Children and “Attractive Nuisance” In Florida Accidents
Children, especially young children, have a remarkable ability to go exactly where they should not be and do things that they should not be doing. This can lead to serious injury if a child manages to get onto another person’s property, where they do not know of any dangers that might be present there. However, if your child is injured on another person’s property, you may be able to obtain compensation on their behalf to help with medical bills, especially if it can be shown that the property owner breached the duty of care that they owe to visitors.
Incidents where someone visits another person’s land (or business, or home, or any other private space) are governed by the Florida law of premises liability. Premises liability law sets out three different categories of people who might visit another person’s land, and each category comes with a different duty of care – in other words, the landowner has different requirements to fulfill before the land can be said to be safe for visitors. Taking certain steps might make the land safe for trespassers, for example, but not invitees.
The three categories are invitees, licensees, and trespassers. Invitees generally visit the premises due to some business purpose with the owner, such as a customer at a store; a licensee is a person who comes to the land for their own purpose, like a door-to-door salesman; and a trespasser is only permitted on the land at sufferance (in other words, they are not supposed to be there). The only duty that a landowner owes to a trespasser is to refrain from intentionally injuring them: however, this is not the case for children.
Child Trespassers and Attractive Nuisances
Child trespassers are different than adult trespassers in that they are given a bit more legal leeway because they often cannot understand why their actions were wrong. This is doubly so if a child is held to have trespassed on someone else’s land because of an attractive nuisance. In Florida, an attractive nuisance is an object or natural feature on a person’s land that is likely to attract children, despite any danger it might possess – the legislature has listed several objects that qualify, though the list is not exhaustive.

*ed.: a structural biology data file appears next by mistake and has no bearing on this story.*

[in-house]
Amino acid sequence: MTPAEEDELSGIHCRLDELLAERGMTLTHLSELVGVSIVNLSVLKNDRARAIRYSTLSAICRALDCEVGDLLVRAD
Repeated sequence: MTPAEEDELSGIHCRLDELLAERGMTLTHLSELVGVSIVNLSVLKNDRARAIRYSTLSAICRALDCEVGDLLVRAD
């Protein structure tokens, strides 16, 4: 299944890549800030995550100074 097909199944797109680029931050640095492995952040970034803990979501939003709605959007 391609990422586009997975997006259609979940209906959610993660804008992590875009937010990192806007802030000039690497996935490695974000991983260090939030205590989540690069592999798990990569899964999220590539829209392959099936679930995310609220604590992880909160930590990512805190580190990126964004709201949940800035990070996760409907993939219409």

Because an attractive nuisance is ‘attractive,’ a child may attempt to go investigate regardless of the potential danger in the situation. If that happens, and the child is injured, the landowner’s liability is in question – the court must evaluate whether the landowner knew or had reason to know of the danger, as well as any steps they took to correct the potential problem. The child’s parent or parents can bring suit as a “next friend,” meaning that you can stand in for your child in court while protecting their rights, but having an attorney on your side is still a good idea.
Call A Tampa Child Injury Attorney
If your child is injured, it can be traumatizing to both them and to you as a parent. The Tampa premises liability attorneys at the Rinaldo Law Group are ready to try and help your family get through what can be a drawn-out and exhausting process. We can offer you dedicated and compassionate representation – call us for a free consultation today.